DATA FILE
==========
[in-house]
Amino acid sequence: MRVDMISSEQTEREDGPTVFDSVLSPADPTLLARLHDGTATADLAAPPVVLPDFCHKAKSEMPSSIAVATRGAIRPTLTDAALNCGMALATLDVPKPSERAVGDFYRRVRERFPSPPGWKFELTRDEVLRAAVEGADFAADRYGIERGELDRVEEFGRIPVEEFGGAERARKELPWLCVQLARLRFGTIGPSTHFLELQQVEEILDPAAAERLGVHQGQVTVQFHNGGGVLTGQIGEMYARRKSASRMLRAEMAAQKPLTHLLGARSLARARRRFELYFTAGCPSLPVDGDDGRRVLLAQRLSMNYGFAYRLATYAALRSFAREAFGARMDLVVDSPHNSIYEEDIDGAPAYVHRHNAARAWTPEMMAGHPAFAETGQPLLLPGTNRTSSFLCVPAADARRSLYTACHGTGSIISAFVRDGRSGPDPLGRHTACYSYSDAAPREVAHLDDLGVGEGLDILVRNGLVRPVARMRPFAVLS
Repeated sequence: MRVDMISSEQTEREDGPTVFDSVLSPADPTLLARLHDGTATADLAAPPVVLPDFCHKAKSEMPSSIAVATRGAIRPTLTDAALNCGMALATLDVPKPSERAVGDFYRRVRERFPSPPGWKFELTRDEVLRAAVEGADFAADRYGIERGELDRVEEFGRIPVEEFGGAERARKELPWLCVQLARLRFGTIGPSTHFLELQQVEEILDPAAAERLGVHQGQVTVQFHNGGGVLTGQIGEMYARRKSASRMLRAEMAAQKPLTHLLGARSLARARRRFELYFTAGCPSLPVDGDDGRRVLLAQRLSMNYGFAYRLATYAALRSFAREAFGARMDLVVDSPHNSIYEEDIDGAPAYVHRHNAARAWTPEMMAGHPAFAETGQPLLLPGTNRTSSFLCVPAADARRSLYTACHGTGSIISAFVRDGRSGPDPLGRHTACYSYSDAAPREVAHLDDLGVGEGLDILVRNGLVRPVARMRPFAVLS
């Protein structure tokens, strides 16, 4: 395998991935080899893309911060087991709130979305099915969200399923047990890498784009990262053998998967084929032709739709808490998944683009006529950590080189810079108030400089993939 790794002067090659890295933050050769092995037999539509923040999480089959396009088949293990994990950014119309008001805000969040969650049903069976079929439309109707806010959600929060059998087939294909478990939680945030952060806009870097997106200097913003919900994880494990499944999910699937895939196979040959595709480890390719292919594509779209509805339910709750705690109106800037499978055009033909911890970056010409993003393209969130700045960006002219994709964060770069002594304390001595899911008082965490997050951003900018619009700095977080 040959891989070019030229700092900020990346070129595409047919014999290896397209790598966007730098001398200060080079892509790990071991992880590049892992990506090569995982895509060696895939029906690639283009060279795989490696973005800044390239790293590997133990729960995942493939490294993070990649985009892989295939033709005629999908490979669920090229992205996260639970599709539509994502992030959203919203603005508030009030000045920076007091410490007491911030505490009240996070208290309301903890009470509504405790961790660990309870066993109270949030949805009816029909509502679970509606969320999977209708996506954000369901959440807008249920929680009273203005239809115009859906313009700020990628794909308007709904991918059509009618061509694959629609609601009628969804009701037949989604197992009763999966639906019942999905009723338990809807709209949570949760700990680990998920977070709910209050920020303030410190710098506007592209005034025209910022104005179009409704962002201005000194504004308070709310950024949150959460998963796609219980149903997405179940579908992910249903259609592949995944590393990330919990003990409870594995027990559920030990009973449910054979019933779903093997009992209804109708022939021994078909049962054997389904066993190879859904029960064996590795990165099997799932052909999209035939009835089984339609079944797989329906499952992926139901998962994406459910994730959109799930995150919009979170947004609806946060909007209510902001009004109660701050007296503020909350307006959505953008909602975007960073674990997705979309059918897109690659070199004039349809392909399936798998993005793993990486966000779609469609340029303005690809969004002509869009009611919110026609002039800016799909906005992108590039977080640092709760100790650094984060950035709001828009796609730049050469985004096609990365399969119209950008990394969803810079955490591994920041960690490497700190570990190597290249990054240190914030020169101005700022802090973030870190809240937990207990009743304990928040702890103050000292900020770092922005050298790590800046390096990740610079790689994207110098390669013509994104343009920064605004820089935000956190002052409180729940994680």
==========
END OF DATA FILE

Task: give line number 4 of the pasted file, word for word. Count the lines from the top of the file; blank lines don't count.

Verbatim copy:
């Protein structure tokens, strides 16, 4: 395998991935080899893309911060087991709130979305099915969200399923047990890498784009990262053998998967084929032709739709808490998944683009006529950590080189810079108030400089993939 790794002067090659890295933050050769092995037999539509923040999480089959396009088949293990994990950014119309008001805000969040969650049903069976079929439309109707806010959600929060059998087939294909478990939680945030952060806009870097997106200097913003919900994880494990499944999910699937895939196979040959595709480890390719292919594509779209509805339910709750705690109106800037499978055009033909911890970056010409993003393209969130700045960006002219994709964060770069002594304390001595899911008082965490997050951003900018619009700095977080 040959891989070019030229700092900020990346070129595409047919014999290896397209790598966007730098001398200060080079892509790990071991992880590049892992990506090569995982895509060696895939029906690639283009060279795989490696973005800044390239790293590997133990729960995942493939490294993070990649985009892989295939033709005629999908490979669920090229992205996260639970599709539509994502992030959203919203603005508030009030000045920076007091410490007491911030505490009240996070208290309301903890009470509504405790961790660990309870066993109270949030949805009816029909509502679970509606969320999977209708996506954000369901959440807008249920929680009273203005239809115009859906313009700020990628794909308007709904991918059509009618061509694959629609609601009628969804009701037949989604197992009763999966639906019942999905009723338990809807709209949570949760700990680990998920977070709910209050920020303030410190710098506007592209005034025209910022104005179009409704962002201005000194504004308070709310950024949150959460998963796609219980149903997405179940579908992910249903259609592949995944590393990330919990003990409870594995027990559920030990009973449910054979019933779903093997009992209804109708022939021994078909049962054997389904066993190879859904029960064996590795990165099997799932052909999209035939009835089984339609079944797989329906499952992926139901998962994406459910994730959109799930995150919009979170947004609806946060909007209510902001009004109660701050007296503020909350307006959505953008909602975007960073674990997705979309059918897109690659070199004039349809392909399936798998993005793993990486966000779609469609340029303005690809969004002509869009009611919110026609002039800016799909906005992108590039977080640092709760100790650094984060950035709001828009796609730049050469985004096609990365399969119209950008990394969803810079955490591994920041960690490497700190570990190597290249990054240190914030020169101005700022802090973030870190809240937990207990009743304990928040702890103050000292900020770092922005050298790590800046390096990740610079790689994207110098390669013509994104343009920064605004820089935000956190002052409180729940994680």